01:24:45gmaxwell:A snark could do the ZKP of course, but there may be less magic way.
01:25:10phantomcircuit:i was kind of waiting for the zk-snark solution to pop up :P
01:25:18gmaxwell:if you use a strong curve, the rho attack which has progress is infeasable, so you're left with only the progress free attack.
01:26:19gmaxwell:Though beware non-black-box group properties that might yield some speedup when you know part but not all of a key.
01:26:50phantomcircuit:right, but ultimately you dont want a progress free attack
01:27:32phantomcircuit:if it's easy to attack the program in parallel then it's not particularly useful as a time lock
01:28:09phantomcircuit:it's generally easy to improve the performance of a problem that can be solved in parallel
01:28:13gmaxwell:phantomcircuit: it's easy to give it progress.
01:28:19gmaxwell:you just apply encryption recursively.
01:28:36gmaxwell:e.g. generate N puzzles, and encrypted the Nth with the N-1th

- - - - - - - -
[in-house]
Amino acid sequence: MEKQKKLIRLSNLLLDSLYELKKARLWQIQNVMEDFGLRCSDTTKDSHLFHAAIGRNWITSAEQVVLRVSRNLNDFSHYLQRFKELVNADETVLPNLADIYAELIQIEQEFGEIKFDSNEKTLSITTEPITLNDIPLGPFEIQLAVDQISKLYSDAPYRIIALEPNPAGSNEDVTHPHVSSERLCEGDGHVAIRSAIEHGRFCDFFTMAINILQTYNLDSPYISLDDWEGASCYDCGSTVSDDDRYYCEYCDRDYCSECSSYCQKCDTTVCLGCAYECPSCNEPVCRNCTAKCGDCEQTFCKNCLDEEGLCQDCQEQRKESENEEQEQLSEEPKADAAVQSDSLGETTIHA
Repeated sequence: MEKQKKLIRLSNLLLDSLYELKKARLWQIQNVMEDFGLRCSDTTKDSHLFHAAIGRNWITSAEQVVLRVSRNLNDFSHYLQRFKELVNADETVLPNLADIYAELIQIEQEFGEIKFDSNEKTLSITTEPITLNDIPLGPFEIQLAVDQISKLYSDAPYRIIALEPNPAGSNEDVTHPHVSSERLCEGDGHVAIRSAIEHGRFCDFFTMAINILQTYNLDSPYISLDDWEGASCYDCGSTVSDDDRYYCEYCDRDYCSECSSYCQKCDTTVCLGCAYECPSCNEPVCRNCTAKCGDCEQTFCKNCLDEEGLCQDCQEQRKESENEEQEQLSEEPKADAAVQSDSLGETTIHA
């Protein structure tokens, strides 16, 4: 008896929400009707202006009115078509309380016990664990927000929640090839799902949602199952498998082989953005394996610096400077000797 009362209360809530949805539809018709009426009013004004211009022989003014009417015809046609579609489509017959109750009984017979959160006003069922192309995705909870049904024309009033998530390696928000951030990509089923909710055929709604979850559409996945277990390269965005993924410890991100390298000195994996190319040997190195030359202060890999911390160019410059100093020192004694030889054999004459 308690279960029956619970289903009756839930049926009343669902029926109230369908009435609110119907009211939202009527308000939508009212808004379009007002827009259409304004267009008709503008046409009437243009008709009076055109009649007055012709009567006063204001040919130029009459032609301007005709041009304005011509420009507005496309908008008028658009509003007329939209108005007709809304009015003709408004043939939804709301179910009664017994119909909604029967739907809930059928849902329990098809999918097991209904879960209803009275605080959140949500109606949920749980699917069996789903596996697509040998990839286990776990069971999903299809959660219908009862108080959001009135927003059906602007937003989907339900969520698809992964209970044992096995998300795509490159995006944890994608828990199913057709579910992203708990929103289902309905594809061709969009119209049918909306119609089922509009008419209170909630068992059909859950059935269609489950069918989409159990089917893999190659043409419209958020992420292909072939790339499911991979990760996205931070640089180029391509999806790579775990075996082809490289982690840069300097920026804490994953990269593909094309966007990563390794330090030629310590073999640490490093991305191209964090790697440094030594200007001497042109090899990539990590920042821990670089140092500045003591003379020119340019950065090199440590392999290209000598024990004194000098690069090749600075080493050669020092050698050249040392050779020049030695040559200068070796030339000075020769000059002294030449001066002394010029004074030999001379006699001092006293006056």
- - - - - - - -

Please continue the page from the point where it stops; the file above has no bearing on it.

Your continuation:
01:33:46Eliel:... what happened to the "has to be progress free"?
01:38:19phantomcircuit:Eliel, for this you actually want progress
01:39:05Eliel:oh ok.
01:39:25Eliel:I just thought you said earlier you needed a progress free algo. Perhaps I misunderstood then.
01:40:00phantomcircuit:oh i did say that
01:40:03phantomcircuit:that's wrong
02:04:38amiller:phantomcircuit, have you looked at the expander graph based timelock puzzle
02:04:59amiller:phantomcircuit, http://www.cs.virginia.edu/~mohammad/files/papers/15%20TimeStamp.pdf
02:05:52amiller:eh i can't tell from your description of what you're actually looking for whether you want it to have a trapdoor or not
02:06:16amiller:i think you want timelock encryption and nevermind i have nothing new to say about that
02:06:46phantomcircuit:amiller, i horribly screwed up describing what i was looking for
02:08:27phantomcircuit:i want to encrypt a message such that the message can be decrypted by solving a time lock puzzle or if the original secret is provided